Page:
ax.annotate(txt, (df["Rebounds"][i] +.1, df["Points"][i]))

# Set titles and labels
ax.set_title('Sixers Player')
ax.set_xlabel('Number of Rebounds')
ax.set_ylabel('Number of Points')

Example of a plot generated by StarChat.

Evaluating coding assistants

Evaluating coding assistants (or chatbots more generally) is tricky because the user-facing metrics we care about are often not measured in conventional NLP benchmarks. For example, we ran the base and fine-tuned StarCoderBase models through EleutherAI’s language model evaluation harness to measure their performance on the following benchmarks:

  • AI2 Reasoning Challenge (ARC): Grade-school multiple choice science questions
  • HellaSwag: Commonsense reasoning around everyday events
  • MMLU: Multiple-choice questions in 57 subjects (professional & academic)
  • TruthfulQA: Tests the model’s ability to separate fact from an adversarially-selected set of incorrect statements

The results are shown in the table below, where we can see the fine-tuned model has improved, but not in a manner that reflects it’s conversational capabilities.

Model ARC HellaSwag MMLU TruthfulQA
StarCoderBase 0.30 0.46 0.33 0.40
StarChat (alpha) 0.33 0.49 0.34 0.44

So what can be done instead of relying on automatic metrics on benchmarks? To date, two main methods have been proposed:

  • Human evaluation: present human labelers with generated outputs for a given prompt and rank them in terms of “best” and “worst”. This is the current gold standard used to create systems like InstructGPT.
  • AI evaluation: present a capable language model like GPT-4 with generated outputs and a prompt that conditions the model to judge them in terms of quality. This is the approach that was used to assess LMSYS’ Vicuna model.

As a simple experiment, we used ChatGPT to test our StarCoder models on several programming languages. To do this, we first created a seed dataset of interesting prompts for evaluation. We used ChatGPT to initiate this process, asking it things such as:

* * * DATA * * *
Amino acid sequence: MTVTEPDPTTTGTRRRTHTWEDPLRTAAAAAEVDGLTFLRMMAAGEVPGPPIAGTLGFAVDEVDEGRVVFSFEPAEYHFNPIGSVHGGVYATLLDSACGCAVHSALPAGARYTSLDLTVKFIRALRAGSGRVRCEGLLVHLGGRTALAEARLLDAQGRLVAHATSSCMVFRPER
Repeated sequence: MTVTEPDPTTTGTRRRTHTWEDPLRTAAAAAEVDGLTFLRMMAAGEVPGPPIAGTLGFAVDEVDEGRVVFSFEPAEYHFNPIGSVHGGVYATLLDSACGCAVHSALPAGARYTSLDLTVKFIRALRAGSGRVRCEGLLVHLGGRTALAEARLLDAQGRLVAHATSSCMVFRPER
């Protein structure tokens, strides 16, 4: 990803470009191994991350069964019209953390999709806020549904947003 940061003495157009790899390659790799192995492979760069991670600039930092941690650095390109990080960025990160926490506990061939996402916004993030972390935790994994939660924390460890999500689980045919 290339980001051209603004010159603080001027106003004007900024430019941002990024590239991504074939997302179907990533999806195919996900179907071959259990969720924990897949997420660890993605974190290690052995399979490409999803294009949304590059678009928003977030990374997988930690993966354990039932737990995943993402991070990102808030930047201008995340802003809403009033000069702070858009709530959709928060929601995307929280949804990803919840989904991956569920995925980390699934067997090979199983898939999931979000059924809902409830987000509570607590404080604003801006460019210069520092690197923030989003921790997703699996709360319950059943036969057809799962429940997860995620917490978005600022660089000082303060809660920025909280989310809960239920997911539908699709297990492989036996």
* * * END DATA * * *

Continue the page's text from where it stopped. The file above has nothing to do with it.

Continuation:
Generate a bunch of instructions for coding questions in python (in the format of {"prompt": instruction})


Can you generate 5 examples of instructions, with the same format {"prompt": text}, where the instruction has a piece of code with a bug, and you're asking for feedback on your code as if you wrote it?

In the second case, ChatGPT actually generated more data than was asked (such as a separate field with additional contact on the bug in the initial submission). Right now, this dataset contains 115 prompts and is primarily in Python. Three quarters of the prompts are instructions asking for the user to provide code, and one quarter ask for feedback on a buggy code sample.

In our experiments, we asked OpenAI’s models to rate the answers each on a score from 1 to 8 with a modified version of the Vicuna code prompt comparing responses. In this case, the instruction tuned StarCoder model achieved a higher score than the base model 95.6% of the time. An interesting artifact is that we definitely see that ChatGPT likes to return safer scores in the middle of the range when compared to GPT4, which is more open to giving 1s and 8s.

Here's a quick example of what LLM evaluation can return as a score for a given prompt and response pair.


Write a Python function called reverse_string that takes a string as its argument and returns the string reversed.

Instruction-tuned completion (Assistant 2):

"Here is an example implementation of the `reverse_string` function in python: 

def reverse_string(input_str):
    \"\"\"Reverse a given input string\"\"\"
        # create empty list to store characters 
            output = []

            for char in input_str:
            # add each character to front of list 

    return ''.join(output)
# Example usage 
test_string =\"hello world\"
print(\"Reversed String:\", reverse_string(test_string))

Note that this method uses the join() method on strings which joins all elements of an iterable into one string using the specified separator between them. 
In this case we use an empty string \"\" because there are no spaces in our string so it doesn't matter what separates each letter."

Base-model completion (Assistant 1):

"Sure thing! Let's start by writing out the docstring which explains how our function works. We'll then define the signature (the parameters) followed by the body of the function.

reverse_string.__doc__ = \"Reverses any given string.\"
reverse_string.__name__ ='reverse_string'
reverse_string.__signature__ = inspect.Signature() #<|end|>
Here is my attempt:
Okay great! Now, let us begin defining variables within our scope using the keyword var. Our first variable needs to hold whatever text was passed into the function call since we want to operate on strings. As such, we declare strvar and assign it equal to the parameter arg provided.
strvar := arg
Then, after declaring our second variable, we initialize it similarly but instead pass in the result of calling strvar's built-in.reversed() method alongside the index operator []. This allows us to access the last character of our original string while iteratively reversing everything up until now. Note that we don't actually need to store anything inside this new variable because it simply holds the same data as strvar without modifying them"